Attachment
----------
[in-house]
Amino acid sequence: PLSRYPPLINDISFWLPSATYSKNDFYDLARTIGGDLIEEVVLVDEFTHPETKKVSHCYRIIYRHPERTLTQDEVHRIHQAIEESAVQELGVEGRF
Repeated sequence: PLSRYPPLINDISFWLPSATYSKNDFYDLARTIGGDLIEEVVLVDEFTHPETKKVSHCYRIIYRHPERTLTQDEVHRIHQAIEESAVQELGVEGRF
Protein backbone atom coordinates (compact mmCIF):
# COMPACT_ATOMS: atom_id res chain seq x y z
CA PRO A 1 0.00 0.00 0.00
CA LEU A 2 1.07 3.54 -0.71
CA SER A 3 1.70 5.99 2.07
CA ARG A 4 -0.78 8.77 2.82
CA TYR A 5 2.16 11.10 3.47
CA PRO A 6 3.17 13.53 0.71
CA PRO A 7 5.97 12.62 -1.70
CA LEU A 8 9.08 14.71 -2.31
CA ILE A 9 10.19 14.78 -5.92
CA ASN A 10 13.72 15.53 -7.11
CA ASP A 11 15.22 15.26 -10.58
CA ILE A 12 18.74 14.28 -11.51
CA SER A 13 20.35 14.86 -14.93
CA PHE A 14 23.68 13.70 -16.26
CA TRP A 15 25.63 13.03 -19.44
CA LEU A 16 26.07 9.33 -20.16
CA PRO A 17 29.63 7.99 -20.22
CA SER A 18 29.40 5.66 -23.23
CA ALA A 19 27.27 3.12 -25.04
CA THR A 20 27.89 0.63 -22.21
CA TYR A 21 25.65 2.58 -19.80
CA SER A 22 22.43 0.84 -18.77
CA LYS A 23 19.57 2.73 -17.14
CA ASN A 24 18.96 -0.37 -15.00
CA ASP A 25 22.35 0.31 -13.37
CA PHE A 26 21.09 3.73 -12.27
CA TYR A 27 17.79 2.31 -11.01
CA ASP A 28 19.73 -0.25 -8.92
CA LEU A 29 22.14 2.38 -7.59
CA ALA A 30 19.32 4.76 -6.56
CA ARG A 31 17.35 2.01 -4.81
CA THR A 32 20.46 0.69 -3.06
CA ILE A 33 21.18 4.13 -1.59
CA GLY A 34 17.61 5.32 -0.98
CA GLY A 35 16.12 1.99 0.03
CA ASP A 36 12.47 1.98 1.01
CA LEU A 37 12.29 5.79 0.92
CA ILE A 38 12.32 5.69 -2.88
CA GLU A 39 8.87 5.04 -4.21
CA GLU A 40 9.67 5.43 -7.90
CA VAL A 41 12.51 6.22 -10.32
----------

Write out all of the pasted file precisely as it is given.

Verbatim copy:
[in-house]
Amino acid sequence: PLSRYPPLINDISFWLPSATYSKNDFYDLARTIGGDLIEEVVLVDEFTHPETKKVSHCYRIIYRHPERTLTQDEVHRIHQAIEESAVQELGVEGRF
Repeated sequence: PLSRYPPLINDISFWLPSATYSKNDFYDLARTIGGDLIEEVVLVDEFTHPETKKVSHCYRIIYRHPERTLTQDEVHRIHQAIEESAVQELGVEGRF
Protein backbone atom coordinates (compact mmCIF):
# COMPACT_ATOMS: atom_id res chain seq x y z
CA PRO A 1 0.00 0.00 0.00
CA LEU A 2 1.07 3.54 -0.71
CA SER A 3 1.70 5.99 2.07
CA ARG A 4 -0.78 8.77 2.82
CA TYR A 5 2.16 11.10 3.47
CA PRO A 6 3.17 13.53 0.71
CA PRO A 7 5.97 12.62 -1.70
CA LEU A 8 9.08 14.71 -2.31
CA ILE A 9 10.19 14.78 -5.92
CA ASN A 10 13.72 15.53 -7.11
CA ASP A 11 15.22 15.26 -10.58
CA ILE A 12 18.74 14.28 -11.51
CA SER A 13 20.35 14.86 -14.93
CA PHE A 14 23.68 13.70 -16.26
CA TRP A 15 25.63 13.03 -19.44
CA LEU A 16 26.07 9.33 -20.16
CA PRO A 17 29.63 7.99 -20.22
CA SER A 18 29.40 5.66 -23.23
CA ALA A 19 27.27 3.12 -25.04
CA THR A 20 27.89 0.63 -22.21
CA TYR A 21 25.65 2.58 -19.80
CA SER A 22 22.43 0.84 -18.77
CA LYS A 23 19.57 2.73 -17.14
CA ASN A 24 18.96 -0.37 -15.00
CA ASP A 25 22.35 0.31 -13.37
CA PHE A 26 21.09 3.73 -12.27
CA TYR A 27 17.79 2.31 -11.01
CA ASP A 28 19.73 -0.25 -8.92
CA LEU A 29 22.14 2.38 -7.59
CA ALA A 30 19.32 4.76 -6.56
CA ARG A 31 17.35 2.01 -4.81
CA THR A 32 20.46 0.69 -3.06
CA ILE A 33 21.18 4.13 -1.59
CA GLY A 34 17.61 5.32 -0.98
CA GLY A 35 16.12 1.99 0.03
CA ASP A 36 12.47 1.98 1.01
CA LEU A 37 12.29 5.79 0.92
CA ILE A 38 12.32 5.69 -2.88
CA GLU A 39 8.87 5.04 -4.21
CA GLU A 40 9.67 5.43 -7.90
CA VAL A 41 12.51 6.22 -10.32